By Grace Gubbrud
Inside his new office in downtown Chicago, Jeff Winton glances down at his desk to see a picture of his partner, Jim. This may seem inconsequential to many, but as a gay man who has spent over 40 years working in the world of communication, Winton remembers a time where “You had to be very closeted if you wanted to get ahead in the business world.” Diversity and inclusion have no doubt played a large role in Winton’s life and career as a trailblazer in the industry.
A Not-So-Simple Journey
With a self-proclaimed “circuitous” career path, Winton’s journey has been anything but ordinary. From humble beginnings growing up on a dairy farm in upstate New York, he was the first in his family to attend college. Winton attended Cornell University, where he studied animal sciences and took couple communication classes that peaked his interest.
Upon graduating, Winton moved to New York City and landed a job at an advertising agency that had a large range of agriculture and animal health clients. Surrounded by “mad men” who had lived their whole lives in the city, Winton shared his knowledge on animal health in exchange for learning about the world of communications. He continued this throughout the early days of his communications career where a farming background positioned him as a unique asset for teams with agriculture clients.
Mid-way through his career, Winton decided to return to college. As a free thinker who decided he wanted to pursue what was of most interest to him, he attended Union Theological Seminary.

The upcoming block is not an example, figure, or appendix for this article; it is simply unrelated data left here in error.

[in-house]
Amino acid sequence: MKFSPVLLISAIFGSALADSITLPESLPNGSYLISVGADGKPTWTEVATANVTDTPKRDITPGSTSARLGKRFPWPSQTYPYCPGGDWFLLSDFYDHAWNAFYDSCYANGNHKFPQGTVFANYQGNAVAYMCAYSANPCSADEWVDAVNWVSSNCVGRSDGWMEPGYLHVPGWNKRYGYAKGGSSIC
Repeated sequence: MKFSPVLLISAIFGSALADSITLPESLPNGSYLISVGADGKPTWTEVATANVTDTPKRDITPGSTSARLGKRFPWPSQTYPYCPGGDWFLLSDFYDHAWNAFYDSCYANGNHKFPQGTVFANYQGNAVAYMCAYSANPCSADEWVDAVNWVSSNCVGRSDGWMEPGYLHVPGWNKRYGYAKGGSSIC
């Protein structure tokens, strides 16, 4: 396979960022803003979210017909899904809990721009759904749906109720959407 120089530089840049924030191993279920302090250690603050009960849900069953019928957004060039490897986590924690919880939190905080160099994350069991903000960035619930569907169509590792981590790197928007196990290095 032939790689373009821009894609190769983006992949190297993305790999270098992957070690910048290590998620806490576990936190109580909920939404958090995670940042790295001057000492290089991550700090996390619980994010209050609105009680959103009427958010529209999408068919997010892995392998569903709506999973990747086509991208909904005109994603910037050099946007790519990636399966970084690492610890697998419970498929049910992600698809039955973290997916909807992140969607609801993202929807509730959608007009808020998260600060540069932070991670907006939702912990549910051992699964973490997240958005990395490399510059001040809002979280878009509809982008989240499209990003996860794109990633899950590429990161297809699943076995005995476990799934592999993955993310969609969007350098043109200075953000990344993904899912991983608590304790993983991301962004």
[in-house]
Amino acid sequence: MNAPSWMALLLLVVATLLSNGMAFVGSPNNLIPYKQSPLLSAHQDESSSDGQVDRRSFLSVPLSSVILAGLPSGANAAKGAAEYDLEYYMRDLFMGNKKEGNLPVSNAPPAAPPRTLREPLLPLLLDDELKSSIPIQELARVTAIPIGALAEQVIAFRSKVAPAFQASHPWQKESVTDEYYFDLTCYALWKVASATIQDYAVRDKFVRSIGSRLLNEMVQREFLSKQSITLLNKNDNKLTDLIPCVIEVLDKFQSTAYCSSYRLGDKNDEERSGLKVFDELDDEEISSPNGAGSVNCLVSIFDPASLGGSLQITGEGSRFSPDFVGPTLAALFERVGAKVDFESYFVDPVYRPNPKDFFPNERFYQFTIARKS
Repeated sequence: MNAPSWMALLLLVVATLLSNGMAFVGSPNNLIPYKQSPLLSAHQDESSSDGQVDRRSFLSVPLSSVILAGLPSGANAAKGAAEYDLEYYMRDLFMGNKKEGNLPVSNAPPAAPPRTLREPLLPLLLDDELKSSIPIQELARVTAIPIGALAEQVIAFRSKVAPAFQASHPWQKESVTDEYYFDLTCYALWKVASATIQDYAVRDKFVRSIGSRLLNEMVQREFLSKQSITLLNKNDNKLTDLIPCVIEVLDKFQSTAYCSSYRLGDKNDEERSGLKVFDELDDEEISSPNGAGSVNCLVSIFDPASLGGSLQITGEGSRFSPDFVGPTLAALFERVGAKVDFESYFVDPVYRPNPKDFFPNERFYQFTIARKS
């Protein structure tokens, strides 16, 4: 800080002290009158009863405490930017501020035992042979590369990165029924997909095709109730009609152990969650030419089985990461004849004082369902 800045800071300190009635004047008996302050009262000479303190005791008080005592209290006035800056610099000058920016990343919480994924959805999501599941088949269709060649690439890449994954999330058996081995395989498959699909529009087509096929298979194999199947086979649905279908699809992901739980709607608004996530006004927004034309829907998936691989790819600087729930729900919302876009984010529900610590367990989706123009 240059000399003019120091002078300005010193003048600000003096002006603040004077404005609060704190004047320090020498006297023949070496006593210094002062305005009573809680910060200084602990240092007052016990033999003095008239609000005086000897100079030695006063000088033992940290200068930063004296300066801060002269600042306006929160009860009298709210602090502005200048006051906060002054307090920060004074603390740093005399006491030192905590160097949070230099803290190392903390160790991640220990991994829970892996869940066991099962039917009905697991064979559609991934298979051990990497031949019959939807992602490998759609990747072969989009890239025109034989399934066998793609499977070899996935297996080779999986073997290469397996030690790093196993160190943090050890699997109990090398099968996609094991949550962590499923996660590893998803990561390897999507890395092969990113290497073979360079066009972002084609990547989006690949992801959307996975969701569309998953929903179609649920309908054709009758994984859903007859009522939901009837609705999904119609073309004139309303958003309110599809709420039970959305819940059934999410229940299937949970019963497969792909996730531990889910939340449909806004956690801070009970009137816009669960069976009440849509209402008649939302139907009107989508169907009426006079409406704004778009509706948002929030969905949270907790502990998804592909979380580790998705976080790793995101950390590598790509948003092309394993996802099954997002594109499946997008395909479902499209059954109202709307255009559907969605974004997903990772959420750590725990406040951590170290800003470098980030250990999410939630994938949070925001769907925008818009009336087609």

The next part of Winton’s career once again grew out of his own identity. As a gay man living in New York City in the 1990s, Winton was directly affected by the HIV/ AIDS Crisis; “Many of my friends were dying very mysteriously and no one knew why.” After doing some volunteering in patient advocacy surrounding this epidemic, Winton was hired by Roche Pharmaceuticals to be their in-house patient advocate and thus launching the second half of his career centering around human health.
Diversity and Inclusion in the Workplace
Much of his career has been rooted in what makes Winton diverse. Yet, when discussing progress in the industry he believes that, “Unfortunately, we have not made nearly as many strides as we should.” He notes that the biggest difference from when he started his career to now is that diversity and inclusion are being talked about more; however, he believes the lack of progress the industry has made in the past four decades is “shameful.”
From the early days of his career where he would find women to take to company holiday parties, to being able to take his partner of 35 years to his new company holiday party, it’s easy to see changes have taken place. However, as he notes, “There is still bias, I’d be lying if I told you there wasn’t.” Looking back on his career Winton can pinpoint times where he has not been afforded certain opportunities because of his sexual orientation.
While there has been some progress with getting people in the door, Winton sees the current struggle surrounding inclusion in regards to making those people stay at the company. Recruitment processes mean so little if there is no plan to keep these people encouraged once they are hired
“I’m encouraged by the progress we’re making but we still have a lot of work to do,” states Winton. With diversity and inclusion being some of the most talked about topics surrounding the workplace today, it is crucial that those entering the workforce learn from folks like WInton who have been forging a path for those to come. True diversity and inclusion will only happen when we all come together, no matter our background.